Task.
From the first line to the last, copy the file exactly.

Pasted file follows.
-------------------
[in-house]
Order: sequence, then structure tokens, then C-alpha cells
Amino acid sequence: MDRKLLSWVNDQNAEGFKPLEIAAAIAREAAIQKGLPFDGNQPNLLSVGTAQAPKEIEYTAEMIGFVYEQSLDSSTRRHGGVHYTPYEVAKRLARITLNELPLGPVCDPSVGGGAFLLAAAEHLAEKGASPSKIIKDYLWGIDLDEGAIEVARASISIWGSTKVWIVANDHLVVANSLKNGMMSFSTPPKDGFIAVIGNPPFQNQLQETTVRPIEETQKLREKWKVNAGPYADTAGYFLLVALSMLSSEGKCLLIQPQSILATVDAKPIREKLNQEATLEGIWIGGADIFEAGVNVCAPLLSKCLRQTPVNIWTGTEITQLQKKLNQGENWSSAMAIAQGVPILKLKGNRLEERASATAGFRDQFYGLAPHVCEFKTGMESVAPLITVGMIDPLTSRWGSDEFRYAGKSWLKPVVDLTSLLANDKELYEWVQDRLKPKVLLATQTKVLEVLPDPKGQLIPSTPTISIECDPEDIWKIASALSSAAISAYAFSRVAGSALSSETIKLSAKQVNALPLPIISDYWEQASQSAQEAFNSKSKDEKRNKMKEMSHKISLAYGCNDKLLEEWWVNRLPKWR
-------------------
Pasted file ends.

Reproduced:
[in-house]
Order: sequence, then structure tokens, then C-alpha cells
Amino acid sequence: MDRKLLSWVNDQNAEGFKPLEIAAAIAREAAIQKGLPFDGNQPNLLSVGTAQAPKEIEYTAEMIGFVYEQSLDSSTRRHGGVHYTPYEVAKRLARITLNELPLGPVCDPSVGGGAFLLAAAEHLAEKGASPSKIIKDYLWGIDLDEGAIEVARASISIWGSTKVWIVANDHLVVANSLKNGMMSFSTPPKDGFIAVIGNPPFQNQLQETTVRPIEETQKLREKWKVNAGPYADTAGYFLLVALSMLSSEGKCLLIQPQSILATVDAKPIREKLNQEATLEGIWIGGADIFEAGVNVCAPLLSKCLRQTPVNIWTGTEITQLQKKLNQGENWSSAMAIAQGVPILKLKGNRLEERASATAGFRDQFYGLAPHVCEFKTGMESVAPLITVGMIDPLTSRWGSDEFRYAGKSWLKPVVDLTSLLANDKELYEWVQDRLKPKVLLATQTKVLEVLPDPKGQLIPSTPTISIECDPEDIWKIASALSSAAISAYAFSRVAGSALSSETIKLSAKQVNALPLPIISDYWEQASQSAQEAFNSKSKDEKRNKMKEMSHKISLAYGCNDKLLEEWWVNRLPKWR